The Romantic Manifesto: A Philosophy of Literature

Blackstone Audio Inc.

Narrated by Bernadette Dunne

7 hr 21 min

In this beautifully written and brilliantly reasoned collection of essays, Ayn Rand throws new light on the nature of art and its purpose in human life. Once again, Rand demonstrates her bold originality and her refusal to let conventional ideas define her sense of the truth.

Rand eloquently asserts that one cannot create art without infusing it with one’s own value judgments and personal philosophy—even an attempt to withhold moral overtones only results in a deterministic or naturalistic message. Because the moral influence of art is inescapable, she argues, art should always strive to elevate the human spirit.

The Romantic Manifesto takes its place beside The Fountainhead and Atlas Shrugged as one of the most important achievements of our time.

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Additional Information

Publisher
Blackstone Audio Inc.
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Published on
Jul 1, 2008
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Duration
7h 21m 30s
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ISBN
9781481568197
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Language
English
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Genres
Literary Criticism / General
Literary Criticism / Semiotics & Theory
Philosophy / General
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Eligible for Family Library

Listening information

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In the 1960s and early ’70s, the most prominent, vocal cultural movement was the New Left: a movement that condemned America and everything it stood for: individualism, material wealth, science, technology, capitalism.

While the New Left achieved limited political success, it brought about vast cultural changes that remain with us to this day. The reason is that while its representatives faced some political opposition, they faced little-to-no fundamental intellectual opposition. Ayn Rand was the exception. In her essays from this period, anthologized in The New Left: The Anti-Industrial Revolution, she opposed the New Left as no one else did. The audience of the book, she wrote, is “all those who are concerned about college students and about the state of modern education” and who are seeking “a voice of reason to turn to.”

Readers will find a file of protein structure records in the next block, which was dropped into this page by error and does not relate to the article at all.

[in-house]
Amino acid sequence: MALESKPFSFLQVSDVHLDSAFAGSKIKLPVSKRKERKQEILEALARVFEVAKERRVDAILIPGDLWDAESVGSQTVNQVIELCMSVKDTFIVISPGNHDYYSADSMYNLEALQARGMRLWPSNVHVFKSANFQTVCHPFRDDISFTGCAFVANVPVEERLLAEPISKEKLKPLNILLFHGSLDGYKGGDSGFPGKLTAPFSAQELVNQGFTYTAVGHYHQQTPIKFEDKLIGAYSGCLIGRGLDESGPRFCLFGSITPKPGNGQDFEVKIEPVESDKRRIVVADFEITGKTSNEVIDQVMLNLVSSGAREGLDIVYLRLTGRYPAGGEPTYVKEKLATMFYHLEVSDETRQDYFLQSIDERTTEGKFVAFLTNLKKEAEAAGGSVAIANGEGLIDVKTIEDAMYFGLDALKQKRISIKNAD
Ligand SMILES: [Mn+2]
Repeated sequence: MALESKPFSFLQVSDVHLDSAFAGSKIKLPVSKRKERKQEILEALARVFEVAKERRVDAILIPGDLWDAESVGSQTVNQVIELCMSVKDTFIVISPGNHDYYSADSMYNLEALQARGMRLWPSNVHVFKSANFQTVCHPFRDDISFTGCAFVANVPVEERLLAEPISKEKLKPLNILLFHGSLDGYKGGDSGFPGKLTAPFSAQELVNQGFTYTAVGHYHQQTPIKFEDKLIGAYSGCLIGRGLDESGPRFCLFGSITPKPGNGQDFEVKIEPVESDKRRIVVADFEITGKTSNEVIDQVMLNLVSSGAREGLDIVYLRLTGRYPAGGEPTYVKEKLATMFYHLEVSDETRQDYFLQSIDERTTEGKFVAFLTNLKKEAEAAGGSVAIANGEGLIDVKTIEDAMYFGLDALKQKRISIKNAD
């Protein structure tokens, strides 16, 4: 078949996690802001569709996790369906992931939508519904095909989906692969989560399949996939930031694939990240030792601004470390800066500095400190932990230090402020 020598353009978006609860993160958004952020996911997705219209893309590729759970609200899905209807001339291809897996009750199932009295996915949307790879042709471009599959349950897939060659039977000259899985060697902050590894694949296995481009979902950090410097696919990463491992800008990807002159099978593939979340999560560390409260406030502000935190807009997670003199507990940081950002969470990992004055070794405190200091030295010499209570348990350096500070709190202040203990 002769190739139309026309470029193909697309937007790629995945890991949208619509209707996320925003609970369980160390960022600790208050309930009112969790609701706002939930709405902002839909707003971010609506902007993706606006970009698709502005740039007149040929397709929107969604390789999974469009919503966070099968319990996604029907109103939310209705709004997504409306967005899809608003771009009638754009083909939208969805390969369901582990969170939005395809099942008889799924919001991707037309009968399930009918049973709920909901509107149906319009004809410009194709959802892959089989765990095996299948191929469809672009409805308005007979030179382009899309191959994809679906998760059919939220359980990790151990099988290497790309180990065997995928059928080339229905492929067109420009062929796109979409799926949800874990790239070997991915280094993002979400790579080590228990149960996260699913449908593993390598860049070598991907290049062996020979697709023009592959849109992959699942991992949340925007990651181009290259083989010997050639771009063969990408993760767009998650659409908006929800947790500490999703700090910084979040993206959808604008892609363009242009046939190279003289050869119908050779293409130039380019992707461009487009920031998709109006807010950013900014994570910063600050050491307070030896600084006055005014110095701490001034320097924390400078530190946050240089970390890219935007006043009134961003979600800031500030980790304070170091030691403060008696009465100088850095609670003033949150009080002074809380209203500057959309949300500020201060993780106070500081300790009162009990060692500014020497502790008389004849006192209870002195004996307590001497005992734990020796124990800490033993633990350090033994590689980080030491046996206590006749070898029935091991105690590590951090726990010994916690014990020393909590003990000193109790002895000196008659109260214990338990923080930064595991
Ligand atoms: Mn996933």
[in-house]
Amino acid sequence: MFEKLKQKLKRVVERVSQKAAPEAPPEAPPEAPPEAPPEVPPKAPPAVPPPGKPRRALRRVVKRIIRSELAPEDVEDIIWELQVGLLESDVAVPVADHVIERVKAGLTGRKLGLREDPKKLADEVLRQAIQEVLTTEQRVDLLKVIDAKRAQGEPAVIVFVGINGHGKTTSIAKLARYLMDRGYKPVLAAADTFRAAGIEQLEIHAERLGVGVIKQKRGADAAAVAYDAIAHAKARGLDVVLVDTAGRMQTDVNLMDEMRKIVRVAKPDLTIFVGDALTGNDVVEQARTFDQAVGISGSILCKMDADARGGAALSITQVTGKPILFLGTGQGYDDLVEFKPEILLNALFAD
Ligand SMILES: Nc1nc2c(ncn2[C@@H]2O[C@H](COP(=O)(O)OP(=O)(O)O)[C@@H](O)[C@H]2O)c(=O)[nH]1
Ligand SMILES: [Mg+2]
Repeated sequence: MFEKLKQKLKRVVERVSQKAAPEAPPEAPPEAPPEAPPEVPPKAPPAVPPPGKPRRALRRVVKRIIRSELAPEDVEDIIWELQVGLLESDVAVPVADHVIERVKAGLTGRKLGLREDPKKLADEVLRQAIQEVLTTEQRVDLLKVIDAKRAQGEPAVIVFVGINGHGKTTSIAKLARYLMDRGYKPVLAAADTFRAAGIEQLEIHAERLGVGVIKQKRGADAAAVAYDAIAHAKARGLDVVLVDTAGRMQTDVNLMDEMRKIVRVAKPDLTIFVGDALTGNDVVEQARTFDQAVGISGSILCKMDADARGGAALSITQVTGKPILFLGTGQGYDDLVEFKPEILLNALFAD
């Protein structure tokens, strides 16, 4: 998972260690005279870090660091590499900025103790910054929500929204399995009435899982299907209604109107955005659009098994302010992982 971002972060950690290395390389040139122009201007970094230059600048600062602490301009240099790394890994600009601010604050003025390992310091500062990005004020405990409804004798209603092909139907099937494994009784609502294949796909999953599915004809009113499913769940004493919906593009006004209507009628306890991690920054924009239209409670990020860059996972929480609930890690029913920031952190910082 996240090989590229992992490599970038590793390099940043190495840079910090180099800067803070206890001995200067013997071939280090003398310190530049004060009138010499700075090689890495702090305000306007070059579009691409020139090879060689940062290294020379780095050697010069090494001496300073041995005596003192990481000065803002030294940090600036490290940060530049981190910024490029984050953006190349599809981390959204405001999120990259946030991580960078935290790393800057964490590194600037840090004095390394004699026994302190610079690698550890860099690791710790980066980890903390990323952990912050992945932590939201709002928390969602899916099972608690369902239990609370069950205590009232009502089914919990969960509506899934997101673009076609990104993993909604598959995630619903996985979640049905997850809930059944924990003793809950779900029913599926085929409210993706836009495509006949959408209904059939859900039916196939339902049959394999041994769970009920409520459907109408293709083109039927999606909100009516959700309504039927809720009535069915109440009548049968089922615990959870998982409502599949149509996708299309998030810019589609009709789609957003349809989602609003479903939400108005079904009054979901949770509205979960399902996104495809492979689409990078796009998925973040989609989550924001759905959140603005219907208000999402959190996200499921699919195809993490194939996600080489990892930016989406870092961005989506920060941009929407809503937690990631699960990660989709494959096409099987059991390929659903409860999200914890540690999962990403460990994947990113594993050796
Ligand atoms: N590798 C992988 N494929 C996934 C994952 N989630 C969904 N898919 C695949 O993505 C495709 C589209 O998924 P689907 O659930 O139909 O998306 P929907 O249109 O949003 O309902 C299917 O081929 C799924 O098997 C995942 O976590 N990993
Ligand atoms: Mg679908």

In her essays, Ayn Rand identified the essential evils of the New Left and their cause. Where most viewed the New Left and its violent college protests, its worship of untouched nature, and its orgiastic mob celebrations as some sort of inexplicable, youthful rebellion against the “establishment,” Ayn Rand identified that these “rebels” were in fact dutiful, consistent practitioners of the ideas taught to them by their teachers.

Return of the Primitive is an expanded edition of The New Left. It features the entire contents of the original edition authorized by Ayn Rand, plus two of her other essays, “Racism” and “Global Balkanization,” which are highly relevant to today’s campuses and world. Additionally, it features three essays written by Peter Schwartz after her death, analyzing some of the ideologies that the New Left helped spawn, such as multiculturalism and environmentalism.

For those who seek to understand the state of American culture today, Return of the Primitive is required reading.

1936 was a great year for the movie industry-the financial setbacks of the Great Depression were subsiding, so theater attendance was up. Americans everywhere were watching the stars, and few stars shined as brightly as one of America's most enduring screen favorites, Mary Astor.But Astor's personal story wasn't a happy one. Born poor and widowed at twenty-four, Mary Astor had spent years looking for stability when she met and wed Dr. Franklyn Thorpe.The marriage had been rocky from the start and both were unfaithful, but they did not divorce before Mary Astor gave birth to little Marylyn Thorpe.What followed was a custody battle that pushed the Spanish Civil War and Hitler's 1936 Olympics off the front page all over America. Although Astor and Thorpe were both ruthless fighters, Thorpe held a trump card: the two diaries Mary Astor had been keeping for years. In these diaries, Astor detailed her own affairs as well as the myriad dalliances of some of Hollywood's biggest names. The studio heads, longtime controllers of public perception, were desperate to keep such juicy details from leaking. At risk from the information in those diaries was an entire fledgling industry. With the support of the Astor family, including unlimited access to the photographs and memorabilia of Mary Astor's estate, Joseph Egan presents a portrait of a great film actress in her most challenging role-a determined mother battling for her daughter regardless of the harm that her affairs and her most intimate secrets could do to her career, the careers of her friends, or even Hollywood itself.
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